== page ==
In keeping with our occasional look back on the history of our church this year, below is an interesting excerpt from the 1948 Anniversary book celebrating the first 100 years of First Congregational Church.
“The Sunday School was organized in The Melrose Depot on 1848, having but a few scholars, and was under the leadership of James L. Crossett. From the time when the school moved to the Church vestry, which was before the edifice was entirely completed, under Dr. Levi Gould as superintendent it prospered until its membership is recorded in 1902 as being 558, divided into primary, junior and senior departments.
About 1897 a home department was organized. This consisted of such persons as could not easily attend the Sunday School sessions but received the quarterlies used in the school, agreeing to study the lesson at least a half hour each week. In connection with this department were twenty-four messenger boys and a “Sunshine Band” of thirty-three members, making the total of the school 766. Also in 1897 it was found that the chapel was not large enough to accommodate all of the different departments so that the intermediate department met in the church auditorium. After the chapel building was enlarged the Sunday School was able to occupy its new quarters in November of 1900.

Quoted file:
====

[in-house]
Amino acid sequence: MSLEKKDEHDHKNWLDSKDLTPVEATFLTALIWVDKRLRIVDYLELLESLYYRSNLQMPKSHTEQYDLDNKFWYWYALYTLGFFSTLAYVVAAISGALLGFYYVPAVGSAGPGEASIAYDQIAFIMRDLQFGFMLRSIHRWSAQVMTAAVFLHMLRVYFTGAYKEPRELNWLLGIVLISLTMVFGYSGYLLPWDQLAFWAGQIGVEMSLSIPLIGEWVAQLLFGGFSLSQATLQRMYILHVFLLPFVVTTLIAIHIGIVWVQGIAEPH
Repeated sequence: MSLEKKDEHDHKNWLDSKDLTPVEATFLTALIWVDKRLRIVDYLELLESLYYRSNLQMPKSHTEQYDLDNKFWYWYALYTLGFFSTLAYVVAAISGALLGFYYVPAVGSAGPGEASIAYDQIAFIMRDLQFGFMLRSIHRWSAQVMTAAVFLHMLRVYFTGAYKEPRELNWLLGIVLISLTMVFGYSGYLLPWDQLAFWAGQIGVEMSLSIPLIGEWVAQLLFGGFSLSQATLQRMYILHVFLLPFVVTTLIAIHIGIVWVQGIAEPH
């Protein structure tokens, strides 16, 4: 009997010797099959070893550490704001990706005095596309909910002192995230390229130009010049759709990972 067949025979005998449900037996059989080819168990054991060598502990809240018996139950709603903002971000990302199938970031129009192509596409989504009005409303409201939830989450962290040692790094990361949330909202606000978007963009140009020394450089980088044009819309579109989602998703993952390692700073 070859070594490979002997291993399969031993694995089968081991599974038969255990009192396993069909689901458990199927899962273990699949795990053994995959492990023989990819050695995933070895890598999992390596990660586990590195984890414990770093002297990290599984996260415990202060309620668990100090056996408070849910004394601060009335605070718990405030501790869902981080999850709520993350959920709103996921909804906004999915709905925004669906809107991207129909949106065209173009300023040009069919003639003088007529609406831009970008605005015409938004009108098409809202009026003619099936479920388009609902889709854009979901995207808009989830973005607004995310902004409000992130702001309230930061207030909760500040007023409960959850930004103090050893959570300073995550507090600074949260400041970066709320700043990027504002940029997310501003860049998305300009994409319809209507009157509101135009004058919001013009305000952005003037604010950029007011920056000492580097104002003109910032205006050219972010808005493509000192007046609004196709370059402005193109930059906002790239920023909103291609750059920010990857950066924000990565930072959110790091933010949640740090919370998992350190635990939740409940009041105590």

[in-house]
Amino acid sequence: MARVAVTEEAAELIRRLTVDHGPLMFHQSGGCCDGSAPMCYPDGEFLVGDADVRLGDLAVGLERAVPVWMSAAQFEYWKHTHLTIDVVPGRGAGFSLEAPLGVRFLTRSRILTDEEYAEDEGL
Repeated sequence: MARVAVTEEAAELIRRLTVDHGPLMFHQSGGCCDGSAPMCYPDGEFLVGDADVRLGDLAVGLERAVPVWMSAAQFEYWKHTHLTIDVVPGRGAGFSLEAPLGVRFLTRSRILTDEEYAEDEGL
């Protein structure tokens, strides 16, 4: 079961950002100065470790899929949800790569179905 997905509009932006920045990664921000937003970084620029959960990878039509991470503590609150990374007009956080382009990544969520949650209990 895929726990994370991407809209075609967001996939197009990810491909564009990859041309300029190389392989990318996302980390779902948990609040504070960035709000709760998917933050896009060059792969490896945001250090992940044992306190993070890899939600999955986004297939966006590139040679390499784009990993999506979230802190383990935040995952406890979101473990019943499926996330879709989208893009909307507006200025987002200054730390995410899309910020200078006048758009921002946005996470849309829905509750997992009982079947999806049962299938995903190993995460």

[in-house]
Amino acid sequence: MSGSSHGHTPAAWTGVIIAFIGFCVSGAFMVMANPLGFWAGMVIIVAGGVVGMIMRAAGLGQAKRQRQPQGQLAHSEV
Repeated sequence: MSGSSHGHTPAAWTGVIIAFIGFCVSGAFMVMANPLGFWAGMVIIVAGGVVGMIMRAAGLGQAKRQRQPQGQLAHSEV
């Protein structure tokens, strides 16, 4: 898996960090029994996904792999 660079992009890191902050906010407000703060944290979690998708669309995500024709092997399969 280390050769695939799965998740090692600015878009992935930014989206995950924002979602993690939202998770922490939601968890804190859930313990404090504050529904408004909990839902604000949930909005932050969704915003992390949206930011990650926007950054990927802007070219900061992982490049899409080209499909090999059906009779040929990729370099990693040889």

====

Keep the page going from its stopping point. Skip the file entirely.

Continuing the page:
In more recent years, the Sunday School has become highly departmentalized and instead of existing as a separate unit has become the school of the church, hence called the Church School. The office of superintendent is still on of importance, but the work of that office is synchronized with that of full-time trained workers known as Directors of Religious Education. In many churches, as in our own, there is a Committee of Religious Education.”
The accompanying pictures here help to give a sense of the thriving Church School program during the war years of the 1940s. All of this is a wonderful legacy that is carried on today when, each Sunday, the children and youth depart for their classes after the Children’s Sermon during worship.
See you in church,